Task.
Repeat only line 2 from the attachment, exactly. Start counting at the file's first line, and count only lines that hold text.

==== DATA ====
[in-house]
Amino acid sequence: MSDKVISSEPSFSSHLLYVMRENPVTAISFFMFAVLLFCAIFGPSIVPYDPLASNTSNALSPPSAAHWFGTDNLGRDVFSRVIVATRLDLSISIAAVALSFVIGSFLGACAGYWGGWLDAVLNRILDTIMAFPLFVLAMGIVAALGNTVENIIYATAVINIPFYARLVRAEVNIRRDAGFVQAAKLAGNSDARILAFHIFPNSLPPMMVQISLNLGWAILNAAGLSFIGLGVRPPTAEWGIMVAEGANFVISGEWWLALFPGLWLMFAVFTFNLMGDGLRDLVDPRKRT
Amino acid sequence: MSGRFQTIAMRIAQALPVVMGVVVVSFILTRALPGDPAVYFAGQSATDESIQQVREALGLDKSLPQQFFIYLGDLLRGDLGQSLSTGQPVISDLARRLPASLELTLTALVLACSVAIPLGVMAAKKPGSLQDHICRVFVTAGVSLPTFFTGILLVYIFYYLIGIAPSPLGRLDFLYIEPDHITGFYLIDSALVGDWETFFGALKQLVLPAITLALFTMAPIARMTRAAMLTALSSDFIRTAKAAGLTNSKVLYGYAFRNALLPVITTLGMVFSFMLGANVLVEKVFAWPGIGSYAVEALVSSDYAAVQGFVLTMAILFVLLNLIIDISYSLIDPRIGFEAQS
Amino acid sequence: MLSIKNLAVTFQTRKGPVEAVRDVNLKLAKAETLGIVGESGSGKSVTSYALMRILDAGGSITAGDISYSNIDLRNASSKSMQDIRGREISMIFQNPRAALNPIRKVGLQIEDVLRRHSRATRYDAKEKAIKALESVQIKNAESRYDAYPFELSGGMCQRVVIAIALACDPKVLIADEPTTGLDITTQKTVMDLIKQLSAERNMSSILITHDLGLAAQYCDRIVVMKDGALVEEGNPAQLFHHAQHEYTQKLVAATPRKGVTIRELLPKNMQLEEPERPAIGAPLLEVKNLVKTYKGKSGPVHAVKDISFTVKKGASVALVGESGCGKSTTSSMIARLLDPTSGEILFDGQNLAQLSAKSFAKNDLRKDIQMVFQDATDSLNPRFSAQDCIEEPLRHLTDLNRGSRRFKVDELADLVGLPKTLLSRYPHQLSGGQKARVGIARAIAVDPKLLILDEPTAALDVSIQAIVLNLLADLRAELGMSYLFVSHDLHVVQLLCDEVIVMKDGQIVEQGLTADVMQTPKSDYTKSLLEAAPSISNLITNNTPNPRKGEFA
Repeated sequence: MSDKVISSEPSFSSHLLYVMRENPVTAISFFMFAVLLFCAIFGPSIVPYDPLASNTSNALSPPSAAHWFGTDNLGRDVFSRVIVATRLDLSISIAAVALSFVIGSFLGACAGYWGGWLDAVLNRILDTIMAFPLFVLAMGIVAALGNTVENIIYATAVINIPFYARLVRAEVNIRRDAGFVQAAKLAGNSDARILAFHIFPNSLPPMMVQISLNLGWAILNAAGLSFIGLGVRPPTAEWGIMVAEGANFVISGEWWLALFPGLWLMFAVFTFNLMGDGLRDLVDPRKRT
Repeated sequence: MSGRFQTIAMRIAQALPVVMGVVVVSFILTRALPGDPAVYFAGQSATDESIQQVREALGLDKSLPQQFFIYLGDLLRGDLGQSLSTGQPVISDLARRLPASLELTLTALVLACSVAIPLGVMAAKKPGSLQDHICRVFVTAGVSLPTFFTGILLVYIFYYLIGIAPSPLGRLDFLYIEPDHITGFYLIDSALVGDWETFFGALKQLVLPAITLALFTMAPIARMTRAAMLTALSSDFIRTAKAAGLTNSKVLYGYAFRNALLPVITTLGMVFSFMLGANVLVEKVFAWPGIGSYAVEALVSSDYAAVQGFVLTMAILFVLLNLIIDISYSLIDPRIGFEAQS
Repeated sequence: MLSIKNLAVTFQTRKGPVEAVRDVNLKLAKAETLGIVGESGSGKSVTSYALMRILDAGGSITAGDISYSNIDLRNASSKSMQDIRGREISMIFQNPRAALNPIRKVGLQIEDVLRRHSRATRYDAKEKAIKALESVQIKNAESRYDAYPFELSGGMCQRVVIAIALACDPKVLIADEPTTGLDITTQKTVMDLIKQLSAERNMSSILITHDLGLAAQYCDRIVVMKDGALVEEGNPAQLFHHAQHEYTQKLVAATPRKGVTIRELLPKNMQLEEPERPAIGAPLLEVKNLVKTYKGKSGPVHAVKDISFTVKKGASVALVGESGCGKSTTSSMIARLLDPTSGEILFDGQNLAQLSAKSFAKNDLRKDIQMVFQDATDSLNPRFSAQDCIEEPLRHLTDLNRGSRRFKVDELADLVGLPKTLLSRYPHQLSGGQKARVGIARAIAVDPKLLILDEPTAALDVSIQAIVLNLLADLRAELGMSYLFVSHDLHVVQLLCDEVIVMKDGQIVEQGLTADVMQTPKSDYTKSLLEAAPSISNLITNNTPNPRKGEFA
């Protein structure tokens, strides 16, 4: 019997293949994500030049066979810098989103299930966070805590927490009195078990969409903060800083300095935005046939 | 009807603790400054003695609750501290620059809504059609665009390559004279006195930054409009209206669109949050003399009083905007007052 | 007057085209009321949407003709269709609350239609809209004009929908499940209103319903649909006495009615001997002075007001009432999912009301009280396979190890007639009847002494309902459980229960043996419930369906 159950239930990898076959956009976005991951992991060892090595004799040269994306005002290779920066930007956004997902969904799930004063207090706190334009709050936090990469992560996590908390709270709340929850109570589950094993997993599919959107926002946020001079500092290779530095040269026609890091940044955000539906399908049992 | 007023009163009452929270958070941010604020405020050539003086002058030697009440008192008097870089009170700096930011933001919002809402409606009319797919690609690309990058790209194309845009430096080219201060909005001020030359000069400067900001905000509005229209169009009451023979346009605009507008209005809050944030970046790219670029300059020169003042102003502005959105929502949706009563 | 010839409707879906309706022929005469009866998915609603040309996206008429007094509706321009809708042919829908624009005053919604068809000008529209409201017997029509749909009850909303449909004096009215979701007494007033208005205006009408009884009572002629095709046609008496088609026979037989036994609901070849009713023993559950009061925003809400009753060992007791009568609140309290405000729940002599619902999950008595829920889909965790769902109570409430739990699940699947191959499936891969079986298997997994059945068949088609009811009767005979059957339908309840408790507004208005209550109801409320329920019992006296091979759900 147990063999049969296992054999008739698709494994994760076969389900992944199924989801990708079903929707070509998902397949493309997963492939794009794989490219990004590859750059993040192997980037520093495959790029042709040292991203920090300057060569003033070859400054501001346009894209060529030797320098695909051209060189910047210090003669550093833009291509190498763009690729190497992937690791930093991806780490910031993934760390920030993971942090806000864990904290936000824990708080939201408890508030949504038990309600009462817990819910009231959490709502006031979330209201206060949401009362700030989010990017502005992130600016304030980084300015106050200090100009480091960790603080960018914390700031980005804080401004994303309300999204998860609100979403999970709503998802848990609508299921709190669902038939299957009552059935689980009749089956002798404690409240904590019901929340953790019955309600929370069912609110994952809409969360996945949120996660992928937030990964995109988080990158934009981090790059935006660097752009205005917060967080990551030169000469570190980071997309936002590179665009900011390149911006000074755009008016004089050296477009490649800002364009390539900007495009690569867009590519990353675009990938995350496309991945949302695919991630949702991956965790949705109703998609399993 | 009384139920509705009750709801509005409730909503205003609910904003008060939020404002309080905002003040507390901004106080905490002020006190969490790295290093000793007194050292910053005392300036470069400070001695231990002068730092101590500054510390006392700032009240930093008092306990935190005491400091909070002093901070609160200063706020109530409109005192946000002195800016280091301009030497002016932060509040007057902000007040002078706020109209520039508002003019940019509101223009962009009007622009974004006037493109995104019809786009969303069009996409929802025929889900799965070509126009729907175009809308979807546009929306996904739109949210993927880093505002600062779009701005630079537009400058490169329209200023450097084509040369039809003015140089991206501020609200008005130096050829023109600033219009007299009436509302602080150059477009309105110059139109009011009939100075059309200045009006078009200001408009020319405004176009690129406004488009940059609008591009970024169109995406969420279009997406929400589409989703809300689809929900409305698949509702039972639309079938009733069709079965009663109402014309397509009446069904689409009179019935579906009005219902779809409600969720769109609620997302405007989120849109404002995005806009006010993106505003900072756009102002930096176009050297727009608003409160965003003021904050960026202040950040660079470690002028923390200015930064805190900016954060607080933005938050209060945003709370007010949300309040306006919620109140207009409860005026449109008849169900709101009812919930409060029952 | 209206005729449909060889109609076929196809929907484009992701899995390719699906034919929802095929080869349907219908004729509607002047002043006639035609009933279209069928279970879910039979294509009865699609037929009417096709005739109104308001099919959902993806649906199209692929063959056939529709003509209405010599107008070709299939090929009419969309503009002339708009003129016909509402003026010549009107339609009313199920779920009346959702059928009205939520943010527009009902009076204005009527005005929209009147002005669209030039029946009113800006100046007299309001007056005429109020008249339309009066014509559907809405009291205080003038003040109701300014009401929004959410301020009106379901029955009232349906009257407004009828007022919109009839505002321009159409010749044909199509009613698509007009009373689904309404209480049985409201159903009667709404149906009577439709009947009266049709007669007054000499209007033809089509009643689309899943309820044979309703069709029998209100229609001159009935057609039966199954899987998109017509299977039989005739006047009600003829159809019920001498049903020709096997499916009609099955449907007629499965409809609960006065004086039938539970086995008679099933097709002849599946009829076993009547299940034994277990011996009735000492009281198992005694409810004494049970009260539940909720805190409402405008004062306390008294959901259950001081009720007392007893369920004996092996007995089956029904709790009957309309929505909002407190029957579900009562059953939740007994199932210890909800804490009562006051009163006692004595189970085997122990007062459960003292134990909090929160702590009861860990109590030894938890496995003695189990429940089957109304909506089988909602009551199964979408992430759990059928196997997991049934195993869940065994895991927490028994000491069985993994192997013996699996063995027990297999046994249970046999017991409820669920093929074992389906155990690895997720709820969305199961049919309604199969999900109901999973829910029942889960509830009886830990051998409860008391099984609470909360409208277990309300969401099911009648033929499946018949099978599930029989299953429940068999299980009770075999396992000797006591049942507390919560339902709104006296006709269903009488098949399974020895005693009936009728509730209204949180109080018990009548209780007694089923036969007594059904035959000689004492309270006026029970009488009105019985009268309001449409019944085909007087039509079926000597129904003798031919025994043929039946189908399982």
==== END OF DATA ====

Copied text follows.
Amino acid sequence: MSDKVISSEPSFSSHLLYVMRENPVTAISFFMFAVLLFCAIFGPSIVPYDPLASNTSNALSPPSAAHWFGTDNLGRDVFSRVIVATRLDLSISIAAVALSFVIGSFLGACAGYWGGWLDAVLNRILDTIMAFPLFVLAMGIVAALGNTVENIIYATAVINIPFYARLVRAEVNIRRDAGFVQAAKLAGNSDARILAFHIFPNSLPPMMVQISLNLGWAILNAAGLSFIGLGVRPPTAEWGIMVAEGANFVISGEWWLALFPGLWLMFAVFTFNLMGDGLRDLVDPRKRT